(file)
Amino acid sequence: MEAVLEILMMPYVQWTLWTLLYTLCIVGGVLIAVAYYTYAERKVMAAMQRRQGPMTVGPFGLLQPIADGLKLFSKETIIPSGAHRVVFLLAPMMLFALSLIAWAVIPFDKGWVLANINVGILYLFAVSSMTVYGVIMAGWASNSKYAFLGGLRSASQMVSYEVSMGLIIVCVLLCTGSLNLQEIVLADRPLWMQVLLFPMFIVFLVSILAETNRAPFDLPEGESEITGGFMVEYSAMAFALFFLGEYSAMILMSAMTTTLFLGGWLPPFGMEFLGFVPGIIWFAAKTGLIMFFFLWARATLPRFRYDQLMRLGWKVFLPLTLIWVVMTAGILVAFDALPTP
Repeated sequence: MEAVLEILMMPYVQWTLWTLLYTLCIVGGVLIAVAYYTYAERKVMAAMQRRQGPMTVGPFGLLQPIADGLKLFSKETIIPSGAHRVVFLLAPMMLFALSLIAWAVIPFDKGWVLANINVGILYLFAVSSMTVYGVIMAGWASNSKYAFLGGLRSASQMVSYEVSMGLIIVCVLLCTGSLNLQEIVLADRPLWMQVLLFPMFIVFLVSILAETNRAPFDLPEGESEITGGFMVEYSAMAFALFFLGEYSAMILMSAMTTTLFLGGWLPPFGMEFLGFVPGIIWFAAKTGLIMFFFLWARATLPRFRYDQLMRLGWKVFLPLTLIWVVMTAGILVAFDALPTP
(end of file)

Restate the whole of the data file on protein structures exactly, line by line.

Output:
Amino acid sequence: MEAVLEILMMPYVQWTLWTLLYTLCIVGGVLIAVAYYTYAERKVMAAMQRRQGPMTVGPFGLLQPIADGLKLFSKETIIPSGAHRVVFLLAPMMLFALSLIAWAVIPFDKGWVLANINVGILYLFAVSSMTVYGVIMAGWASNSKYAFLGGLRSASQMVSYEVSMGLIIVCVLLCTGSLNLQEIVLADRPLWMQVLLFPMFIVFLVSILAETNRAPFDLPEGESEITGGFMVEYSAMAFALFFLGEYSAMILMSAMTTTLFLGGWLPPFGMEFLGFVPGIIWFAAKTGLIMFFFLWARATLPRFRYDQLMRLGWKVFLPLTLIWVVMTAGILVAFDALPTP
Repeated sequence: MEAVLEILMMPYVQWTLWTLLYTLCIVGGVLIAVAYYTYAERKVMAAMQRRQGPMTVGPFGLLQPIADGLKLFSKETIIPSGAHRVVFLLAPMMLFALSLIAWAVIPFDKGWVLANINVGILYLFAVSSMTVYGVIMAGWASNSKYAFLGGLRSASQMVSYEVSMGLIIVCVLLCTGSLNLQEIVLADRPLWMQVLLFPMFIVFLVSILAETNRAPFDLPEGESEITGGFMVEYSAMAFALFFLGEYSAMILMSAMTTTLFLGGWLPPFGMEFLGFVPGIIWFAAKTGLIMFFFLWARATLPRFRYDQLMRLGWKVFLPLTLIWVVMTAGILVAFDALPTP